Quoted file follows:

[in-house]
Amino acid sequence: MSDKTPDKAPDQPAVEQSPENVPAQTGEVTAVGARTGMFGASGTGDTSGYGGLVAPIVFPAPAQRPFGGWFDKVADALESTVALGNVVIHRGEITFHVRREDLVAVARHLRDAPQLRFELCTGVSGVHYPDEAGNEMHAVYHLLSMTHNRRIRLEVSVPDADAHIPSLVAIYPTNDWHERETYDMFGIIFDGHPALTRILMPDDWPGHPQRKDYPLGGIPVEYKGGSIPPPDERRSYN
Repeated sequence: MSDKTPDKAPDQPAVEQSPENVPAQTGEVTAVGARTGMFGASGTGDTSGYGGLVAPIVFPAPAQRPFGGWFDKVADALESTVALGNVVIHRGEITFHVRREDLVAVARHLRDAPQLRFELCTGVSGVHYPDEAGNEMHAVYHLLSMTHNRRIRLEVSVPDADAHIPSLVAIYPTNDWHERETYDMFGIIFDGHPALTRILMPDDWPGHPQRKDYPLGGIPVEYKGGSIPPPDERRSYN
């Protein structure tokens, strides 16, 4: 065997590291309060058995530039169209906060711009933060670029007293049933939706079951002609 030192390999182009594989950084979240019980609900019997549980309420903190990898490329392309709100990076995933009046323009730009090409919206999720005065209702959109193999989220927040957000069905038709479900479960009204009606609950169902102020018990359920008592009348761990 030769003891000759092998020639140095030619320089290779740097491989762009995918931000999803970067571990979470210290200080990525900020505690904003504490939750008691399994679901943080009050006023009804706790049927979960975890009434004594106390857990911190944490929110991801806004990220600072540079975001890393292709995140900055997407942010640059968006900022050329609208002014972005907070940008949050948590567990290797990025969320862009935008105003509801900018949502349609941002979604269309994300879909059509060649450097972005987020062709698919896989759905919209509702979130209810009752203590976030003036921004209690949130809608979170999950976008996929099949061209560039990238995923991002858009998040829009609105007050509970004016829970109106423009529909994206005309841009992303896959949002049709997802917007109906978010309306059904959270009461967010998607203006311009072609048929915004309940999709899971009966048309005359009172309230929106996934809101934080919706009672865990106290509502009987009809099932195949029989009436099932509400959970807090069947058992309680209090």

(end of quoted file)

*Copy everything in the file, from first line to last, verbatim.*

[in-house]
Amino acid sequence: MSDKTPDKAPDQPAVEQSPENVPAQTGEVTAVGARTGMFGASGTGDTSGYGGLVAPIVFPAPAQRPFGGWFDKVADALESTVALGNVVIHRGEITFHVRREDLVAVARHLRDAPQLRFELCTGVSGVHYPDEAGNEMHAVYHLLSMTHNRRIRLEVSVPDADAHIPSLVAIYPTNDWHERETYDMFGIIFDGHPALTRILMPDDWPGHPQRKDYPLGGIPVEYKGGSIPPPDERRSYN
Repeated sequence: MSDKTPDKAPDQPAVEQSPENVPAQTGEVTAVGARTGMFGASGTGDTSGYGGLVAPIVFPAPAQRPFGGWFDKVADALESTVALGNVVIHRGEITFHVRREDLVAVARHLRDAPQLRFELCTGVSGVHYPDEAGNEMHAVYHLLSMTHNRRIRLEVSVPDADAHIPSLVAIYPTNDWHERETYDMFGIIFDGHPALTRILMPDDWPGHPQRKDYPLGGIPVEYKGGSIPPPDERRSYN
């Protein structure tokens, strides 16, 4: 065997590291309060058995530039169209906060711009933060670029007293049933939706079951002609 030192390999182009594989950084979240019980609900019997549980309420903190990898490329392309709100990076995933009046323009730009090409919206999720005065209702959109193999989220927040957000069905038709479900479960009204009606609950169902102020018990359920008592009348761990 030769003891000759092998020639140095030619320089290779740097491989762009995918931000999803970067571990979470210290200080990525900020505690904003504490939750008691399994679901943080009050006023009804706790049927979960975890009434004594106390857990911190944490929110991801806004990220600072540079975001890393292709995140900055997407942010640059968006900022050329609208002014972005907070940008949050948590567990290797990025969320862009935008105003509801900018949502349609941002979604269309994300879909059509060649450097972005987020062709698919896989759905919209509702979130209810009752203590976030003036921004209690949130809608979170999950976008996929099949061209560039990238995923991002858009998040829009609105007050509970004016829970109106423009529909994206005309841009992303896959949002049709997802917007109906978010309306059904959270009461967010998607203006311009072609048929915004309940999709899971009966048309005359009172309230929106996934809101934080919706009672865990106290509502009987009809099932195949029989009436099932509400959970807090069947058992309680209090």